Australian Immigration Minister Peter Dutton has told the 7,500 illegal invaders in that country, who refuse to provide the government with any background details, that they have until October 1 to apply for asylum or be deported.
Speaking to reporters in Brisbane, Dutton said there were “7,500 illegal maritime arrivals who have refused to provide detail about their claim for protection. These are fake refugees [and] we aren’t going to tolerate that any longer.”
Most of the nonwhites arrived without identity documents on boats run by people smugglers up to seven years ago under previous Labor governments.
Dutton said many were residing in Australia on government benefits which last year cost around $250 million in income support alone.
“If people think they can rip the Australian taxpayer off, if people think that they can con the Australian taxpayer, then I’m sorry, the game’s up and we won’t allow people to take Australian taxpayers for a ride,” he said.
“We are prepared to support people who are legitimate refugees but we aren’t going to support people who are just accessing welfare and taxpayer benefits and then refusing to provide any information in relation to their protection claim.
“We are not going to allow, given the level of debt that our country is in, for more debt to be run up paying for welfare services, for people who are not genuine.”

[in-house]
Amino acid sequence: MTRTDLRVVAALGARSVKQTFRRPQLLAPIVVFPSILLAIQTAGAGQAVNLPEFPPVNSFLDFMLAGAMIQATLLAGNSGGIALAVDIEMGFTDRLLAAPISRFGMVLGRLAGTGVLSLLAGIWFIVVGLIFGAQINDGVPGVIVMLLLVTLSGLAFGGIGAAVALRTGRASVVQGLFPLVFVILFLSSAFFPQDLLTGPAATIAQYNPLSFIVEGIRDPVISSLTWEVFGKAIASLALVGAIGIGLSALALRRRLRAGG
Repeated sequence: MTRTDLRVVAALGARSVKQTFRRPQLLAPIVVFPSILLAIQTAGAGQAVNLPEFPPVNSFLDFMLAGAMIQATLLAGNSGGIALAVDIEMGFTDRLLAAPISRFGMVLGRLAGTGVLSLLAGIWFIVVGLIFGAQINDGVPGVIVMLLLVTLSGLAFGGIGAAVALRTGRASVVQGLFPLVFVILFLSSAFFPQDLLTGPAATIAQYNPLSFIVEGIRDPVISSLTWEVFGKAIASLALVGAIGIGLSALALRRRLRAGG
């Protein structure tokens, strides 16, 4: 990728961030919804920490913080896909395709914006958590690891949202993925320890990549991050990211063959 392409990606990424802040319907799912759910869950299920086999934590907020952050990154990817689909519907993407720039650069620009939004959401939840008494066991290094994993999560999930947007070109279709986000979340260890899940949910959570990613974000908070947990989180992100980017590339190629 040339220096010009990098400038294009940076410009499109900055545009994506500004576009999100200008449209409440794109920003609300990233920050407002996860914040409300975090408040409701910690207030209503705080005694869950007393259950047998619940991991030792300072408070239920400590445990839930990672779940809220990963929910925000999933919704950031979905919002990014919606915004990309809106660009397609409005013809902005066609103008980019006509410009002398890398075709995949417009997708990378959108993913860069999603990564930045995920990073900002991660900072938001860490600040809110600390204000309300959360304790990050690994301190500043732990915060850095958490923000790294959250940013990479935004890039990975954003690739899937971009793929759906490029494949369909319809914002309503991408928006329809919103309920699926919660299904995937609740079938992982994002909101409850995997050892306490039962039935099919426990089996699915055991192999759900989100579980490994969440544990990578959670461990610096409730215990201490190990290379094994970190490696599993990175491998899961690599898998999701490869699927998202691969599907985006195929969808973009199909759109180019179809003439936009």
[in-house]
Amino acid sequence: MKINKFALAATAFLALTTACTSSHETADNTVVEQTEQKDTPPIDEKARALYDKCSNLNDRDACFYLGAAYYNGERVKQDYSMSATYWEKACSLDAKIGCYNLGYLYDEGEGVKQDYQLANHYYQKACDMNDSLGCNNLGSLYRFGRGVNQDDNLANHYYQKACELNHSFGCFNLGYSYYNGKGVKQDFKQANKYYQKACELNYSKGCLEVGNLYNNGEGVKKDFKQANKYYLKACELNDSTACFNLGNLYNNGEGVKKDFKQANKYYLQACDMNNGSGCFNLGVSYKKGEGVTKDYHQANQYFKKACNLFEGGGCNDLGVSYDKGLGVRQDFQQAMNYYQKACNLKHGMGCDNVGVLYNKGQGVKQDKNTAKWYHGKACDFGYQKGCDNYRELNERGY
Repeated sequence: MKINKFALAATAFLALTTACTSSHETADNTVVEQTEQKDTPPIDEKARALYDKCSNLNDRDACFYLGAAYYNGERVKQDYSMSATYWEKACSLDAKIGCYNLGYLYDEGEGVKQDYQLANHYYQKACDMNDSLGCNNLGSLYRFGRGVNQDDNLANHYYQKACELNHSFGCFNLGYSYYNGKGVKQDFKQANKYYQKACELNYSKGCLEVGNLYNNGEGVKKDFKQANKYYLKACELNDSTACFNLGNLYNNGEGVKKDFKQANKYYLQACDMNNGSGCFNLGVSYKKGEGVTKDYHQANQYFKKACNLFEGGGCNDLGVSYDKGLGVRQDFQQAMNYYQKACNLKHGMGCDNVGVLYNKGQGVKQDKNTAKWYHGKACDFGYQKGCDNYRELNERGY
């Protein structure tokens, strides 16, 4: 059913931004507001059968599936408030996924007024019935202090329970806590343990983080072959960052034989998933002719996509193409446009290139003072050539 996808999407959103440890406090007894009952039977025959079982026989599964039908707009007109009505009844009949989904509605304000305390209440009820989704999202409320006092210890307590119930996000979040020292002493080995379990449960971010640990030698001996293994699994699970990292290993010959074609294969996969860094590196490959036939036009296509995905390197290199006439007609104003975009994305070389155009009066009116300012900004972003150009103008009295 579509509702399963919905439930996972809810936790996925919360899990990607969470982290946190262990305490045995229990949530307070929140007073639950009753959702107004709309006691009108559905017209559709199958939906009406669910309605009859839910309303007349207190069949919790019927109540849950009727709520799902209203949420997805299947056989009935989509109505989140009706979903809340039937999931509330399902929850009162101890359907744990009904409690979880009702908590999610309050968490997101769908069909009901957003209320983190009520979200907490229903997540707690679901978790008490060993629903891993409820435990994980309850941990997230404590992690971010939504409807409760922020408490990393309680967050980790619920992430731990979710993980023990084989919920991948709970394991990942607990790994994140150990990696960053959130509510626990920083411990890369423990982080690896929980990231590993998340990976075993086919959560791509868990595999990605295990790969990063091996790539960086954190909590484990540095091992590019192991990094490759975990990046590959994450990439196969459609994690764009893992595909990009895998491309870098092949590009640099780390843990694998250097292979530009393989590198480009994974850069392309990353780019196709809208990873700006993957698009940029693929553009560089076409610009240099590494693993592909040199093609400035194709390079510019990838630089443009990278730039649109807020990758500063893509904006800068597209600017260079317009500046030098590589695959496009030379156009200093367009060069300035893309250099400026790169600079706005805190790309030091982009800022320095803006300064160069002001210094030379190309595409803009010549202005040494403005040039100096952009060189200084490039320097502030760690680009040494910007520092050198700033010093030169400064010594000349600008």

He said until individual processes were finalized, the government would continue to provide Medicare support, allow children to attend school, and allow people to work, but it would not provide income support.
Dutton said the October 1 deadline is non-negotiable and any asylum seeker who has not lodged an application by then will be deemed to have forfeited their claim to protection.
“They will be subject to removal from Australia, prohibited from applying for any Australian visa, cut from government income support, and banned from re-entering Australia.
“The expectation is, if people can’t make their claim for protection, then they need to depart our country as quickly as possible,” he said.
The 7,500 invaders form part of what is known in Australia as the “legacy caseload”—those 30,500 nonwhites who invaded Australia by sea between August 2012 and January 2014.
Of the 23,000 who have applied for protection, about 9,500 have had their claims assessed, of which 6,500 have been formally recognized as refugees.
About 3,000 have had their claims for protection rejected. All of them are, of course, still in Australia, many having used free legal aid to tie up the state in the appeals courts.